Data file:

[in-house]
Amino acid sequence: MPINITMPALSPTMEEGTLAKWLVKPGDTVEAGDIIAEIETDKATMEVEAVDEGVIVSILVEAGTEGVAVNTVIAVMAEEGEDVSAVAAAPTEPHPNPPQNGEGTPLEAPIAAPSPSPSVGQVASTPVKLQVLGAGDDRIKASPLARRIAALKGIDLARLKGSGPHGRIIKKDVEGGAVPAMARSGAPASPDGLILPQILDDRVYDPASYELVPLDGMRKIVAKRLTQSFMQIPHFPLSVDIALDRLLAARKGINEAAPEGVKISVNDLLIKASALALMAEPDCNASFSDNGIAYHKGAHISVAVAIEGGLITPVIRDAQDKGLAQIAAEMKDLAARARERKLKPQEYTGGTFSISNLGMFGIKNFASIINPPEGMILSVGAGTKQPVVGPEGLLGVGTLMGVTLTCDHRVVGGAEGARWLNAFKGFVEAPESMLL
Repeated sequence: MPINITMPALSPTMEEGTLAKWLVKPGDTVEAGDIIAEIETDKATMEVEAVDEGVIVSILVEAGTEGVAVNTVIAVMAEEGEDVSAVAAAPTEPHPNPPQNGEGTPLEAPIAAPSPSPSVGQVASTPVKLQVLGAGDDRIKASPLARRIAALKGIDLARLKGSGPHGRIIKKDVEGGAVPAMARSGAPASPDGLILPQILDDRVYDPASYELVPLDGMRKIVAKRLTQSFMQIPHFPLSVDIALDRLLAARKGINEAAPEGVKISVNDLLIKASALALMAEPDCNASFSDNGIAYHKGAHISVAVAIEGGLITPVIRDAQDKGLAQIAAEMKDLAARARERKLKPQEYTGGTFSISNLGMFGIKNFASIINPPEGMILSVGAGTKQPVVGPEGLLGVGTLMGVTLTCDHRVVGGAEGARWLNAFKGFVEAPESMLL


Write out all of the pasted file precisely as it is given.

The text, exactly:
[in-house]
Amino acid sequence: MPINITMPALSPTMEEGTLAKWLVKPGDTVEAGDIIAEIETDKATMEVEAVDEGVIVSILVEAGTEGVAVNTVIAVMAEEGEDVSAVAAAPTEPHPNPPQNGEGTPLEAPIAAPSPSPSVGQVASTPVKLQVLGAGDDRIKASPLARRIAALKGIDLARLKGSGPHGRIIKKDVEGGAVPAMARSGAPASPDGLILPQILDDRVYDPASYELVPLDGMRKIVAKRLTQSFMQIPHFPLSVDIALDRLLAARKGINEAAPEGVKISVNDLLIKASALALMAEPDCNASFSDNGIAYHKGAHISVAVAIEGGLITPVIRDAQDKGLAQIAAEMKDLAARARERKLKPQEYTGGTFSISNLGMFGIKNFASIINPPEGMILSVGAGTKQPVVGPEGLLGVGTLMGVTLTCDHRVVGGAEGARWLNAFKGFVEAPESMLL
Repeated sequence: MPINITMPALSPTMEEGTLAKWLVKPGDTVEAGDIIAEIETDKATMEVEAVDEGVIVSILVEAGTEGVAVNTVIAVMAEEGEDVSAVAAAPTEPHPNPPQNGEGTPLEAPIAAPSPSPSVGQVASTPVKLQVLGAGDDRIKASPLARRIAALKGIDLARLKGSGPHGRIIKKDVEGGAVPAMARSGAPASPDGLILPQILDDRVYDPASYELVPLDGMRKIVAKRLTQSFMQIPHFPLSVDIALDRLLAARKGINEAAPEGVKISVNDLLIKASALALMAEPDCNASFSDNGIAYHKGAHISVAVAIEGGLITPVIRDAQDKGLAQIAAEMKDLAARARERKLKPQEYTGGTFSISNLGMFGIKNFASIINPPEGMILSVGAGTKQPVVGPEGLLGVGTLMGVTLTCDHRVVGGAEGARWLNAFKGFVEAPESMLL